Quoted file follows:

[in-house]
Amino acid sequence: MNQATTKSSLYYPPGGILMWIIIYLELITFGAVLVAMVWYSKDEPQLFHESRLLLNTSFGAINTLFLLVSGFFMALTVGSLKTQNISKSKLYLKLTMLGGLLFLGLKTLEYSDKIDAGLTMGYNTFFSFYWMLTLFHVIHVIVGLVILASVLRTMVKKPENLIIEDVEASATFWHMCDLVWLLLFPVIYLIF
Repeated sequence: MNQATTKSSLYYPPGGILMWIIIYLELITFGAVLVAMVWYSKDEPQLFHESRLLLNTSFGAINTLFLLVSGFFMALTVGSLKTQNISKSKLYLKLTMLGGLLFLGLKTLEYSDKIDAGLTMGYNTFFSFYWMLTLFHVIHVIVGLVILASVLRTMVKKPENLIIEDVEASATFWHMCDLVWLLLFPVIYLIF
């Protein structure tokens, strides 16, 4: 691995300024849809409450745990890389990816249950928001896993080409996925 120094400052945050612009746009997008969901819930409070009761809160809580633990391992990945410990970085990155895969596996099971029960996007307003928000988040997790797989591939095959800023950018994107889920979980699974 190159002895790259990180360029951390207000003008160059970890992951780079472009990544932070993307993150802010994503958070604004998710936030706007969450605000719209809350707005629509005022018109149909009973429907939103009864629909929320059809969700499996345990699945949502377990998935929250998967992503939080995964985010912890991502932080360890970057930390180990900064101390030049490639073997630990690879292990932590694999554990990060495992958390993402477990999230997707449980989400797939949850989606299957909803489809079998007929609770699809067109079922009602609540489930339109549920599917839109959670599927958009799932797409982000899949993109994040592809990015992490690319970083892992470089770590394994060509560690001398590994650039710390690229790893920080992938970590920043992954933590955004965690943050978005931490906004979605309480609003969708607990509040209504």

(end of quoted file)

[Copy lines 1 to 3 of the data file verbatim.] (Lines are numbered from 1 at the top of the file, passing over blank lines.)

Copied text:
[in-house]
Amino acid sequence: MNQATTKSSLYYPPGGILMWIIIYLELITFGAVLVAMVWYSKDEPQLFHESRLLLNTSFGAINTLFLLVSGFFMALTVGSLKTQNISKSKLYLKLTMLGGLLFLGLKTLEYSDKIDAGLTMGYNTFFSFYWMLTLFHVIHVIVGLVILASVLRTMVKKPENLIIEDVEASATFWHMCDLVWLLLFPVIYLIF
Repeated sequence: MNQATTKSSLYYPPGGILMWIIIYLELITFGAVLVAMVWYSKDEPQLFHESRLLLNTSFGAINTLFLLVSGFFMALTVGSLKTQNISKSKLYLKLTMLGGLLFLGLKTLEYSDKIDAGLTMGYNTFFSFYWMLTLFHVIHVIVGLVILASVLRTMVKKPENLIIEDVEASATFWHMCDLVWLLLFPVIYLIF